“It was Musical.ly before TikTok and she loved Musical.ly,” Stover laughed. “I have quite a few videos of her, luckily.”
Unlike most teenagers who “only care about themselves,” Stover said her daughter had a “heart of gold.”
At her daughter’s funeral, Stover was surprised to see so many new faces and discovered that her daughter had been helping kids her age all over the country.
“She used her social media as a way of helping others,” Stover said. “I had one arrive to her viewing telling me … my daughter saved his life.”
Stover, who has joined multiple bereaved parent support groups since her daughter’s death, said that she isn’t the only one who cannot get into their child’s locked iPhone.
Despite having the phone under her account and showing her daughter’s birth and death certificates at Apple stores, she has had no luck.
Law enforcement has also struggled.
The FBI faced push back from Apple in 2016 when they wanted them to unlock a phone belonging to Syed Rizwan Farook, who killed 14 people in a mass shooting in San Bernadino, California. In that case, a federal district court ordered Apple to unlock the iPhone. After the judge’s ruling, Apple CEO Tim Cook released a letter to customers saying that building a “backdoor” to the iPhone would create a dangerous precedent when it comes to cybersecurity.
“The FBI may use different words to describe this tool, but make no mistake: Building a version of iOS that bypasses security in this way would undeniably create a backdoor,” Cook said in the 2016 letter. “And while the government may argue that its use would be limited to this case, there is no way to guarantee such control.”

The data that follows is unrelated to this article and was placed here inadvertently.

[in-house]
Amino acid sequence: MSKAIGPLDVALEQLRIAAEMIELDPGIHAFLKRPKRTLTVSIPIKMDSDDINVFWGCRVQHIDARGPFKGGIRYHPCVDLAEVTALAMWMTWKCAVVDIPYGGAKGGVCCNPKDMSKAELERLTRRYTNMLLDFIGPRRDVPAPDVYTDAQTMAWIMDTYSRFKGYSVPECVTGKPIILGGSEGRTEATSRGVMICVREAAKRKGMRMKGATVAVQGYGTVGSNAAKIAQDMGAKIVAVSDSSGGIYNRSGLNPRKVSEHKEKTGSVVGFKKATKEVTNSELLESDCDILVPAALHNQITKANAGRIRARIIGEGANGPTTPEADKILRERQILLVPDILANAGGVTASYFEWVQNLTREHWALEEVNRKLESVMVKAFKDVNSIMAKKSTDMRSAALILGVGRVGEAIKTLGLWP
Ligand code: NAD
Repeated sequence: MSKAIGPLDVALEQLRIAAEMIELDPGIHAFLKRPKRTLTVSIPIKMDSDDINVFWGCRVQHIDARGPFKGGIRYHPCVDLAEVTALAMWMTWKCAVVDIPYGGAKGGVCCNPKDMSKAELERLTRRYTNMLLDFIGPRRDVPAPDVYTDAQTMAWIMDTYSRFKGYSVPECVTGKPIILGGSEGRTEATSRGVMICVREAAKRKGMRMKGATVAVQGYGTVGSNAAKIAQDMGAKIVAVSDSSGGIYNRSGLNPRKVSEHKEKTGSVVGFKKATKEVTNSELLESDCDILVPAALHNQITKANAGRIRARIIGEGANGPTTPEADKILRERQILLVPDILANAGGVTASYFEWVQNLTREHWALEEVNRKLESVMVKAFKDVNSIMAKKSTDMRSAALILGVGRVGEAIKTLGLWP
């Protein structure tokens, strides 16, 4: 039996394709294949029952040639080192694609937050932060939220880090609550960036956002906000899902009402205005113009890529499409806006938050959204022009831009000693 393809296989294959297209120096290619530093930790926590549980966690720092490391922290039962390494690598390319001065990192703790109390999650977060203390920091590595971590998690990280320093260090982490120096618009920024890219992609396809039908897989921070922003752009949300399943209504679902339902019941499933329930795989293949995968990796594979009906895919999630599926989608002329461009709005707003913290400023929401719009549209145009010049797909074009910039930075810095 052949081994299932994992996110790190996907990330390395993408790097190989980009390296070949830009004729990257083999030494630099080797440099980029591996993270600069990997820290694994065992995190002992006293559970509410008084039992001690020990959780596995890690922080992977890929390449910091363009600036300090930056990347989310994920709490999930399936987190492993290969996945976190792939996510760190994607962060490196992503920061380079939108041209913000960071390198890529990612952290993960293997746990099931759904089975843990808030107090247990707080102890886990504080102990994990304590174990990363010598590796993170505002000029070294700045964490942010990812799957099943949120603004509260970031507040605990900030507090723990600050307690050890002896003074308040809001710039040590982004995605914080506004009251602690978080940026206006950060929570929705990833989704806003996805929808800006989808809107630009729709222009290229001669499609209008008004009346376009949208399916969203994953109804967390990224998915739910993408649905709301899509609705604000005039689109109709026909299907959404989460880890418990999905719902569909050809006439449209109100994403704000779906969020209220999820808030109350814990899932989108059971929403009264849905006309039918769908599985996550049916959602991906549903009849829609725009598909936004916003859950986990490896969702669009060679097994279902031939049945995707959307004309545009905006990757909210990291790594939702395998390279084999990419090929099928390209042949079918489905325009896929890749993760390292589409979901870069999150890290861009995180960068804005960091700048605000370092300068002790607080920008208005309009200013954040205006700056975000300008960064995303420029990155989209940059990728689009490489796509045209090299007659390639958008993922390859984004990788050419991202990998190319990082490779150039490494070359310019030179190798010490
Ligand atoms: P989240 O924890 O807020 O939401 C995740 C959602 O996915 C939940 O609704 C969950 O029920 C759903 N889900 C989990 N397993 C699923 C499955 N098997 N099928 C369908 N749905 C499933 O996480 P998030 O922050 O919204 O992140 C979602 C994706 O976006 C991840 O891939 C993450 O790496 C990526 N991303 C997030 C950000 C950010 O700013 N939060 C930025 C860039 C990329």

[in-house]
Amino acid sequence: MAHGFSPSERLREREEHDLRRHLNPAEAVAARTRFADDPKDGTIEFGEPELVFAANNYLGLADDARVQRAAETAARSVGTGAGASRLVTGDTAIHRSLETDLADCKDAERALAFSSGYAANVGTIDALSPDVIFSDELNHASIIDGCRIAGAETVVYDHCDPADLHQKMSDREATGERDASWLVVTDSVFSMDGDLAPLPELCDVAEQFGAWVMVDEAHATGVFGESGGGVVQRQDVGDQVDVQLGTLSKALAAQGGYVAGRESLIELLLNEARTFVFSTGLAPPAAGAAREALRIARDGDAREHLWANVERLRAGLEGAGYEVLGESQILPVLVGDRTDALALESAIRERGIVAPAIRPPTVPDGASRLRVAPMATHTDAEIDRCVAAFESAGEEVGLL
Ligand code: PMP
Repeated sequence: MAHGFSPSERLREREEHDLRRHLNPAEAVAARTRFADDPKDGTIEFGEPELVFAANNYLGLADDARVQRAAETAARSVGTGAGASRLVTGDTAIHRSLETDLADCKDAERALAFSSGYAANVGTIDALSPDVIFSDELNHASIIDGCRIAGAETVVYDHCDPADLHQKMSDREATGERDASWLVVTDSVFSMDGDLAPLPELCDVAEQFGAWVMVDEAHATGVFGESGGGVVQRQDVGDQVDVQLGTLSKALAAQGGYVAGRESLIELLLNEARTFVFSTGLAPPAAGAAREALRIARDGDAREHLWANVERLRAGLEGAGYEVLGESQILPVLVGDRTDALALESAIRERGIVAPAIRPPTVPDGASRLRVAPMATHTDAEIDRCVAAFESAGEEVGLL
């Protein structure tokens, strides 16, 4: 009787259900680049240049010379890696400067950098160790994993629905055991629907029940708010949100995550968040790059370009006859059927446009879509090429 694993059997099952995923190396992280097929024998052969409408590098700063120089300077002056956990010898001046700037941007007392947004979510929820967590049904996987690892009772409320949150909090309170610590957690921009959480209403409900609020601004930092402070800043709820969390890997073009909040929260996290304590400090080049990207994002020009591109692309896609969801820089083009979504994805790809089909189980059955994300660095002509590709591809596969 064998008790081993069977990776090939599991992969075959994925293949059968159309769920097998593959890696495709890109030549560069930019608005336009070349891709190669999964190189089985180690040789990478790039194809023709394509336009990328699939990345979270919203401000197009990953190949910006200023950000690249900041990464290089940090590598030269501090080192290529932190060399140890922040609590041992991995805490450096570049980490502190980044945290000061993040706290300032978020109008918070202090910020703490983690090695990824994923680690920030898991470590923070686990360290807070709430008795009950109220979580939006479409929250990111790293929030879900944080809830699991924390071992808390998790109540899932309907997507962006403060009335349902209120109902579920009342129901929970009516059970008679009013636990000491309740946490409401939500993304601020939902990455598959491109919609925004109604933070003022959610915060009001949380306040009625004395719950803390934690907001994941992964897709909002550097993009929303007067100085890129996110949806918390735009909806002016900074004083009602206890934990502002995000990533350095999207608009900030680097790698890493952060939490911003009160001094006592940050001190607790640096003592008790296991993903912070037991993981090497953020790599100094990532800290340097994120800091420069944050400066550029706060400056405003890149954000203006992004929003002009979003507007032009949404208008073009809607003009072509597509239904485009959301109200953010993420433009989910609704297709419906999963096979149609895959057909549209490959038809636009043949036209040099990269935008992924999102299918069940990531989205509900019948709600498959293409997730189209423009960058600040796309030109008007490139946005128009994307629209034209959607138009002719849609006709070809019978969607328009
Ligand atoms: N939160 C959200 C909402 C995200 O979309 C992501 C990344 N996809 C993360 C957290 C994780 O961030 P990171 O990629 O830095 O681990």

Stover isn’t looking for government secrets or to solve a crime.
She’s hoping to unlock her daughter’s phone to “see the world through her eyes,” she said.
“That little device holds pieces of our children that are gone, and to know there’s something in there that we have not seen, you’re dying inside to get it,” Stover said.
Police have offered to try and help her get into her phone, but Stover — scarred from stories from parents who have gone through the same thing in her support group — said she is afraid that her daughter’s phone will get wiped if they are unsuccessful.
“I understand the whole protecting privacy but as guardian, as the parent of a minor, I feel like there should be something there we could do rather than paying thousands of dollars in court,” Stover said.
She knows she probably won’t get to unlock the phone, but she has a sliver of hope.
She keeps the phone charged on her bedside table and prays every night that she will wake up to find it, somehow, miraculously unlocked. If she can unlock it, it will be like finding a piece of her daughter.
“As a bereaved parent, you want as much of them as you can have to hold onto,” Stover said. “To see her photos, see through her eyes, … I don’t ever want her to be forgotten.”